She stayed an extra day so her father could repair her car, and went to a restaurant in Fresno's Tower District for dessert. While she was out, two parolees sped up on a motorcycle and tried to snatch her purse. She fought. The driver pulled out a .357-caliber handgun and shot her in the head. She died two days later. Her killer died in a shootout with police. His accomplice was sentenced to nine years in prison. He could be out in half that time.
Reynolds reacted the only way he knew how. Here, beginning in this back yard built for neighborhood parties and kids, he would change the criminal justice system that allowed a career criminal out of prison to kill his daughter.
"My daughter had the guts to stand up to those two jerks. The least I can do is do everything I can to try to prevent this from happening to some other kid," Reynolds said.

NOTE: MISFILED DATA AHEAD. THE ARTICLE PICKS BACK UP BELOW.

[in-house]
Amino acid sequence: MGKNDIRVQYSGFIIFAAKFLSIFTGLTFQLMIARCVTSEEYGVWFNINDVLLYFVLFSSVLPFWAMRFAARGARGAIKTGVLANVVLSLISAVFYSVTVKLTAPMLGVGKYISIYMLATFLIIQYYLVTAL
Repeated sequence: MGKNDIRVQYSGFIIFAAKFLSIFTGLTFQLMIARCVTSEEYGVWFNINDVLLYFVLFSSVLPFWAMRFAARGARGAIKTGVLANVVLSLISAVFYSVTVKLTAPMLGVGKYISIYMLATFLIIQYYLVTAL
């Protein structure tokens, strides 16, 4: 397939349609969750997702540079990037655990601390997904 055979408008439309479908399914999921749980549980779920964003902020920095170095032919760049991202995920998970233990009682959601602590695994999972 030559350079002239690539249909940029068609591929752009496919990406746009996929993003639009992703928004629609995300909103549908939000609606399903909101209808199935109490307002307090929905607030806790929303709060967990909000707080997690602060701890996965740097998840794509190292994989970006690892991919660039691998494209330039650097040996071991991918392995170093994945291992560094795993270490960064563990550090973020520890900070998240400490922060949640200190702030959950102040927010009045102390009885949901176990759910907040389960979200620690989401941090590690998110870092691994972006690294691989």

Sitting at the picnic table he built, Reynolds came up with the idea of imprisoning habitual felons for much longer terms and went to his assemblyman, Bill Jones.
Jones, a Republican, doubted that he could get Reynolds' idea through the Democrat-controlled Assembly. But he agreed to try, and enlisted a Democrat, Jim Costa of Fresno, to help.
Reynolds arrived at the Capitol for the bill's first hearing April 20 with four busloads of people from Fresno. One Democratic assemblyman refused to meet with him. Another agreed to meet him, but said upfront that he would not support the bill. The measure died at its first committee hearing.
Among other things, Democratic lawmakers complained that it was written in such a way that felons could face huge sentences for property crimes such as burglary, even shoplifting in certain instances.
"They figured they'd listen to me, pat me on the head, say, 'I'm sorry about your daughter,' and send me home," Reynolds recalled. He told them: "You are the guys responsible for turning these guys loose. Don't you see that? You are the enablers."